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As we home educate, we use museums alot. We really enjoyed the Ulster Museum, and as an added plus, its free. they have pretty wide variety of exhibits, the basic fare you would expect from a museum, a dinsoaur statue, a mummy several works of art and so, as well as a number of items of Ulster's own history.
As we go for a children's day out though, my main interest is the family friendly activities, and there are an adequate amount. First, you get the treasure hunt map and stickers from the front desk. this really adds to teh fun for children as they search out each item, although after 2 trips we gave up and got help to find the salamnder. Then there is the toys room, dressing up clothes the children can try on , books and all sorts of toys from times gone by or different countries. Finally, there is the Natural History room with all kinds of hands on exhibits, a microscope, butterflies in cases, fossils they can touch, and even a window overlooking a huge bird feeding station.
If you do visit, please remember the museum is closed on Mondays.
The Ulster Museum is located just inside Botanic Gardens, in the Queens Quarter of Belfast. It can be easily reached with a 15 minute walk from the city centre, or alternatively you can get a bus, or even park your car (if you have one) in one of the nearby streets.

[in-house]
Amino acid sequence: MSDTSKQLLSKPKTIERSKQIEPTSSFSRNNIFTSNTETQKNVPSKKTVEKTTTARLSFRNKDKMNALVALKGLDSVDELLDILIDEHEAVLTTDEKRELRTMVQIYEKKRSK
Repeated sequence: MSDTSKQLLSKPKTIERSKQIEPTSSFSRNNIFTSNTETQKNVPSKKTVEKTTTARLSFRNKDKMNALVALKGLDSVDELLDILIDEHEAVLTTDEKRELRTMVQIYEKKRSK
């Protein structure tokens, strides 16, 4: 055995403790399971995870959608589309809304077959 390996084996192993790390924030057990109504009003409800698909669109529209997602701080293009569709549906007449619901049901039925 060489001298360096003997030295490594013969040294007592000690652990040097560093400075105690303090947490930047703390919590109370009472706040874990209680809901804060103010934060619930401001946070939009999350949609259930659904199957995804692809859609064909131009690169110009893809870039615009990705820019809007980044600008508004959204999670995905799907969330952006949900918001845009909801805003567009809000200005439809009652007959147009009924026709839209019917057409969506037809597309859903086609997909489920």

Recently refurbished and redesigned after nearly a 3 year closure, it is now back to retaining it's place as one of Northern Ireland's best museums, as well as being a local favourite.
First of all the design and interior architecture: There was a lot of coverage and hype surrounding it's re-opening, and it's easy to see why. It now feels much more dynamic, bright, and open plan. Walking in it's difficult not to be struck by the impressive new shape and layout.
But what about the actual content? In truth it hasn't changed a lot since 2007. Some new exhibits have been added (such as an ever changing Art Gallery on the top floor), but most remain the same. This isn't to say it's a bad thing - everyone who visits loves the old faithfuls.
Focus areas include natural history, local industrial history, dinosaurs and fossils, as well as some geology and archaeology. Exhibits range from the overtly visual to the more subtle. They are arranged in an easy to navigate way, and there are lifts to take the less able up to higher floors.
While hardly competing to be one of the best museums in the world, it is very likeable as a brief stop on a wider tour of Belfast - especially if it's a wet day (and it often is). Entry is free, photography is permitted except in the art gallery, and there is enough to keep all ages interested for at least an hour or two.